Prior to the complainant being indecently assaulted, the defendant alleged that he had seen her on stage at a nightclub taking part in a competition which involved exposing her breasts and simulating oral sex. The court was asked to accept her behavior as relevant to the defendant’s ‘honest belief’ that she would consent to having sex with him. The trial judge refused the defendant permission to mention the complainant’s alleged behavior or to cross-examine her about it and the appellant was convicted. In the Court of Appeal, defence counsel argued that the conviction was unsafe as a result of this evidence not being admitted. The prosecution submitted that pushed to its logical conclusion the argument of the appellant would mean that every stripper who performed at a club would convey the message that by conducting herself in that way she was indicating that she was consenting to sexual attention by someone such as the appellant and consenting in particular to be touched in a sexual manner by a complete stranger. The Court of Appeal dismissed the appeal, but said in looking purely at the question of relevance, ‘we feel compelled to conclude that as the appellant’s defence was one based on his honest belief, it is difficult to say what he contended to have taken place on the stage could not be relevant.’
4. The case of R v Witcher and Lang 2005 (second trial) Winchester Crown Court
Prior to the 23 year old woman being raped, which the two police officer defendants denied, they had been called in their squad car to an incident where the complainant was being harassed by men outside a nightclub. The officers drove her around looking for the men, to no avail. They then gave her a lift home and because she was still drunk the pair helped her into her house where, she alleged, they raped her. In their defence the police officers said that in the squad car the woman had bantered ‘flirtatiously’. They alleged that she teased she had ‘never had sex with two policemen before’ and they called her a ‘lusty, busty, northerner’. They were cleared of indecent assault and rape.
Over the last 30 years feminists have campaigned to keep women’s whore-like behaviour, their sexual history, out of rape trials. Every legal reform has been ineffective. Legal attempts to define the relevance of women’s sexual behaviour continue to proscribe it as immoral.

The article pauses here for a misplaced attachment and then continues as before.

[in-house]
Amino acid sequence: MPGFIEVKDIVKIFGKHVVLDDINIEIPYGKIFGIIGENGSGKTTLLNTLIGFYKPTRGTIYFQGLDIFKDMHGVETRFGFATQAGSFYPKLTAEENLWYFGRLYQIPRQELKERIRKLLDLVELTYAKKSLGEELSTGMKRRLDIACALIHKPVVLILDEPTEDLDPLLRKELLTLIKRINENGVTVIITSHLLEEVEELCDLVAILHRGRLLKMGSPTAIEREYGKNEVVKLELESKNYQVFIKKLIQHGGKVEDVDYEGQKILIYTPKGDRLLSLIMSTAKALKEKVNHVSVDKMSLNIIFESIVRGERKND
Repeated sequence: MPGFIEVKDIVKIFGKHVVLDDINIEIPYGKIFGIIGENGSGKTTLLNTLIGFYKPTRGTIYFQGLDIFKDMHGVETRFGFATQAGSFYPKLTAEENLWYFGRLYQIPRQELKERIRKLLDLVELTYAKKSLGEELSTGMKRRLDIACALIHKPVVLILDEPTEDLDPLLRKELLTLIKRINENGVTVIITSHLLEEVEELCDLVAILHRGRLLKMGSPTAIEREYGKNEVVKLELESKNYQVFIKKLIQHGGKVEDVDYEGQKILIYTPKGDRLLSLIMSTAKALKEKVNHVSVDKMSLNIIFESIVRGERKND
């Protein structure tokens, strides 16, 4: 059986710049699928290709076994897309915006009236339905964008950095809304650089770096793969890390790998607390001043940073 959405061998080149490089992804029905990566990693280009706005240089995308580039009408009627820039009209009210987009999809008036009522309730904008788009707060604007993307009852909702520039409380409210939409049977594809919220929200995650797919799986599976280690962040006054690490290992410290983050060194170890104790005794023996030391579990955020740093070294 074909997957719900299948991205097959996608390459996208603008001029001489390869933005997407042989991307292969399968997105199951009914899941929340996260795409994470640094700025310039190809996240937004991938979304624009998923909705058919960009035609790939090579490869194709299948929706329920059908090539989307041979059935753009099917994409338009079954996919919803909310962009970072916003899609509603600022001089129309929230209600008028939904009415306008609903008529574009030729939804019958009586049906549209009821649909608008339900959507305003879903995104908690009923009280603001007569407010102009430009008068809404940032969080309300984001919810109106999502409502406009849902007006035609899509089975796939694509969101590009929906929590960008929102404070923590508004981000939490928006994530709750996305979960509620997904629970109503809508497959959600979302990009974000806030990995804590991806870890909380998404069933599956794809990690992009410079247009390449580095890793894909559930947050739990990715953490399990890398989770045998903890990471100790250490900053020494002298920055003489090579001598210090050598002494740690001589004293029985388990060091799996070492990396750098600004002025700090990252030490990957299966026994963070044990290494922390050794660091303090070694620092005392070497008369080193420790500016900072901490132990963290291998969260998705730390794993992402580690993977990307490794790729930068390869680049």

Heilbron Committee criticises the extent to which female rape victims are cross-examined about their private lives, personal habits and sexual history.
R v Morgan. The House of Lords rules that there is no requirement that the defendant’s belief in a woman’s consent be based on reasonable grounds.
Section 2 of the Sexual Offences (Amendment) Act 1976 seeks to limit the circumstances in which evidence of a woman’s sexual history is adduced to the bare minimum by requiring leave to be obtained from the trial judge. It requires the judge to refuse leave except where it would be unfair to the defendant to refuse it.
R v Viola. The Court of Appeal rules that Section 2 was designed to curtail sexual history adduced to undermine the credit of the complainant and not to curtail the use made of it to show that she consented to sex or that the defendant honestly believed she had consented.
Sexual Offences (Amendment) Act is amended to clarify that the presence or absence of reasonable grounds for the defendant’s belief in consent is evidence that can be taken into account by the jury in considering whether he held an honest belief in consent.
Council of Europe criticises excessive reliance on cross-examination about a woman’s sexual reputation in the English trial process.
‘Speaking up for Justice’, a government consultation paper, finds that sexual history evidence is allowed in 75% of applications and that Section 2 is not serving its purpose.
Youth Justice and Criminal Evidence Act 1999 seeks to rectify the situation by providing that the Judge can only give leave to admit a woman’s sexual history if satisfied that it is relevant to an issue in the case and that a refusal of leave might render the jury’s conclusion unsafe.
Sexual Offences Act 2003 attempts to curtail the reliance on sexual history evidence by providing that the defendant’s belief in consent must be reasonable.
by Caroline Coon and Amber Marks
Andrea Dworkin, the great Medusa whose brave activism and feminist philosophy will forever arm and shield us from the hydra headed evils of misogyny.